Geneva parish celebrates nun’s 100 years
By Denise Linke For The Beacon-News March 18, 2013 12:20PM
Principal Sister Johanna with student Martha (Marte) Masters (whose married name is Skog), at her First Communion on Holy Thursday 1973 at the first St. Peter Church at Fifth and James streets in Geneva.
Updated: April 20, 2013 6:07AM
GENEVA – A living time machine will visit St. Peter School Wednesday to share 100 years of wisdom and experience with students, alumni and area residents.
In return, guests at Sister Johanna Murphy’s 100th birthday party will honor the educator and charity worker for her contributions to the history of St. Peter, where she served as principal from 1967 to 1975.
“We’re proud and excited to celebrate Sister Johanna’s birthday with her,” said event organizer Rama Canney. “There are many people in our parish who knew her when she was here and remember her fondly. Anyone in the community who knew her is welcome to come and celebrate with us.”
The party will take place at 2 p.m. Wednesday in the school gym at 1881 Kaneville Road.
Murphy was born in Chicago on March 21, 1913. She spent part of her childhood with her three siblings in a convent of Servants of the Holy Heart of Mary, which ran Our Lady Academy elementary and high schools, between the time her mother died in childbirth and the time her father remarried and brought his children back home.
Two years after graduating from Senn High School in Chicago, she returned to the convent, this time as a novice. She will mark her 80th year as a nun next year, Canney said.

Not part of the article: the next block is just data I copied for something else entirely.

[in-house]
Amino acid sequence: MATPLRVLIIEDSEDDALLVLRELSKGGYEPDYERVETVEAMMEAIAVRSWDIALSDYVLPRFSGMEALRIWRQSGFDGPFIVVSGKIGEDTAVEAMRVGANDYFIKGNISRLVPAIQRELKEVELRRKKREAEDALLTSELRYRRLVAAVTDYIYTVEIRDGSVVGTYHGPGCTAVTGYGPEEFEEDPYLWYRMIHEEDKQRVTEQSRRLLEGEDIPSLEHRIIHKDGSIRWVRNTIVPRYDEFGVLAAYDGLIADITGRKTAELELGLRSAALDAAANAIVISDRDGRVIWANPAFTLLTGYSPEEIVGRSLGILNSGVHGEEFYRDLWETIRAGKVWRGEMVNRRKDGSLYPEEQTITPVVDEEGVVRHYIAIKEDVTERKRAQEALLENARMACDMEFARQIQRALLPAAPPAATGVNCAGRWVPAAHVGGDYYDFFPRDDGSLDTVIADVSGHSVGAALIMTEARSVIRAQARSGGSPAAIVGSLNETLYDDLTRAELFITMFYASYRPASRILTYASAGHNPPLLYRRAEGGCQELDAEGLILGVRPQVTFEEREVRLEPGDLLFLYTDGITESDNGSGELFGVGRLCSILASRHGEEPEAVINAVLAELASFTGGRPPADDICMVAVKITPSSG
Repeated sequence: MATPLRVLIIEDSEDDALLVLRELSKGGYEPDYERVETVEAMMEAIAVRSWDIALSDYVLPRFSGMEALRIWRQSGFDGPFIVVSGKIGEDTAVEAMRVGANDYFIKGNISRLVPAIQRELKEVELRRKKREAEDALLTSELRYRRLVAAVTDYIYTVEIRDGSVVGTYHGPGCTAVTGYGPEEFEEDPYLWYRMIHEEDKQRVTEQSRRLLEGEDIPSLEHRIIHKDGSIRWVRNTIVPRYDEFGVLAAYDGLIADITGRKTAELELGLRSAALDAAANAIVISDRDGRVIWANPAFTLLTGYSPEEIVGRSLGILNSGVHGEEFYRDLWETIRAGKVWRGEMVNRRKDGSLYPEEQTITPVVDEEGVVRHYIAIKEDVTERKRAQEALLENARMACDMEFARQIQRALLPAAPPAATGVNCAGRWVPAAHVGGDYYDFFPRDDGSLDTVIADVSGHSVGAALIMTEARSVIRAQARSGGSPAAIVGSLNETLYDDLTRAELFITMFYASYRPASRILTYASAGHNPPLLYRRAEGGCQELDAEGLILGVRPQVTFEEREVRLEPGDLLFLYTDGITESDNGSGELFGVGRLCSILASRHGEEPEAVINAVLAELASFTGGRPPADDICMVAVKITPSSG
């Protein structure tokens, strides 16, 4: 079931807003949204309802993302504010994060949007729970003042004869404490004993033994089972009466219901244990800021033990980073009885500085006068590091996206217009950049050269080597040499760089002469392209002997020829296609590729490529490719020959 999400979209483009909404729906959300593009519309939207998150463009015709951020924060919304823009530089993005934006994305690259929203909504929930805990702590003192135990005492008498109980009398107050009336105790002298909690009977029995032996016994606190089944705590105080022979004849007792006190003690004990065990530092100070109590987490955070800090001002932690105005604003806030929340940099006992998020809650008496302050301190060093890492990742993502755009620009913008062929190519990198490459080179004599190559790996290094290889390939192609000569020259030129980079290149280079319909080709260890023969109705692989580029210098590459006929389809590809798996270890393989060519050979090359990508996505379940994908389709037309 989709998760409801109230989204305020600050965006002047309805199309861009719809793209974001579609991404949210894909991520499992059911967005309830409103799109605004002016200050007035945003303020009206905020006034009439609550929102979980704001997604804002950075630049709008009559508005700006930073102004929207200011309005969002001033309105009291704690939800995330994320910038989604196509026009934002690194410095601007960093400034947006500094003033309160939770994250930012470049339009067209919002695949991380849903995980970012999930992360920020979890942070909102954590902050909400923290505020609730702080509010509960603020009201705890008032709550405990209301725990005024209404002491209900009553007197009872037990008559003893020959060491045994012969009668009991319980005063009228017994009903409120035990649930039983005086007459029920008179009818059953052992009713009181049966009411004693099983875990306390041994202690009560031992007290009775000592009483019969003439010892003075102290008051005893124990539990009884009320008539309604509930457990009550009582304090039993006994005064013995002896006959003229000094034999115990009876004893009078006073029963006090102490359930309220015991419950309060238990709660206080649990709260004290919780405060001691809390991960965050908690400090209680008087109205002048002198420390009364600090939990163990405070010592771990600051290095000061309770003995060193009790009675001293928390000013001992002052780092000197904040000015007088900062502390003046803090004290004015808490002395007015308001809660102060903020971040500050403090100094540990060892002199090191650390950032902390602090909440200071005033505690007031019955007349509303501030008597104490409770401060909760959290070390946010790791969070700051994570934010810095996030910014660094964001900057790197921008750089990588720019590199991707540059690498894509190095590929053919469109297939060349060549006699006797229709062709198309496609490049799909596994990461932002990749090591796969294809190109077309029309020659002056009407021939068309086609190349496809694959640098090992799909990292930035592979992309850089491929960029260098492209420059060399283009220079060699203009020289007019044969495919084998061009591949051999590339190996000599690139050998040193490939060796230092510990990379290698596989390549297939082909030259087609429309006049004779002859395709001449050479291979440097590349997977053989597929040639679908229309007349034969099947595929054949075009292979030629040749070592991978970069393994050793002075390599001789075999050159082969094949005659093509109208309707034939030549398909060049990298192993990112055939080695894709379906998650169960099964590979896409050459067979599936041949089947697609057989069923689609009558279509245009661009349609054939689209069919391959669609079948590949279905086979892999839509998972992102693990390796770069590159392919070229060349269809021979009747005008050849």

After earning a bachelor’s degree and certificates in elementary education and administration, Murphy began teaching third grade at Our Lady Academy in 1936. She moved up a grade each year, staying with her original third grade class until they graduated from high school. She still corresponds with some of those students.
“My greatest joy was working with the girls and this included teaching them, learning from them and loving them,” Murphy said.
When Our Lady Academy closed in 1956, Murphy taught and ran several parochial schools in the Kankakee area before coming to St. Peter School in 1967. There, she ran the school with warmth and compassion, staff and parishioners recall.
“My son Dick was in fifth grade when his father died suddenly. It was a difficult time for all of us,” recalled St. Peter Parish member Marge Master.
“Shortly after this, I got a call from Sister Johanna. She said Dick was flying paper airplanes and was removed from class. I thought, ‘oh, no’; but Sister told me she brought him to her office so he could fly the planes without being disturbed.”
“My favorite memory of St. Peter School was visiting the classrooms because it gave me a chance to see the teachers and how children were progressing,” Murphy said.
“The first- and second-grade students were always excited to see me, and (they were) loving, never afraid of ‘the principal’. Seeing children learn was always a highlight.”
Though St. Peter School was the last place Murphy worked in education, she went on to serve in a variety of roles, from mother superior of St. Mary’s Convent in Milwaukee to cook in Brooklyn Center, Minn. She lived and worked in convents in Elgin and Batavia before retiring to Sacred Heart Convent in Hopkins Park, dubbed the poorest town in Illinois, to help needy residents there, Canney said.
“Over the years, Sister Johanna has seen many changes in both the church and the government. She is very intrigued by the changes taking place around her and admits enjoying trips to the grocery store to see all the different foods,” Canney said.
“She manages to get by in her daily life without the use of a computer, which seems impossible today. She communicates the old-fashioned way using the phone, letters, or good old fashioned face-to-face conversations.
“Sister Johanna has a sense of humor, loves to laugh and is generally excited about life. She gardens, putting strong emphasis on flowers instead of vegetables, enjoys reading the classics, poetry and loves listening to music, especially Bach. Sister Johanna is also very interested in politics.”
Though Murphy has lost much of her hearing, she remains in good health overall, Canney added.
For more information about Murphy’s 100th birthday party, call Canney at St. Peter’s Parish office, 630-232-0124.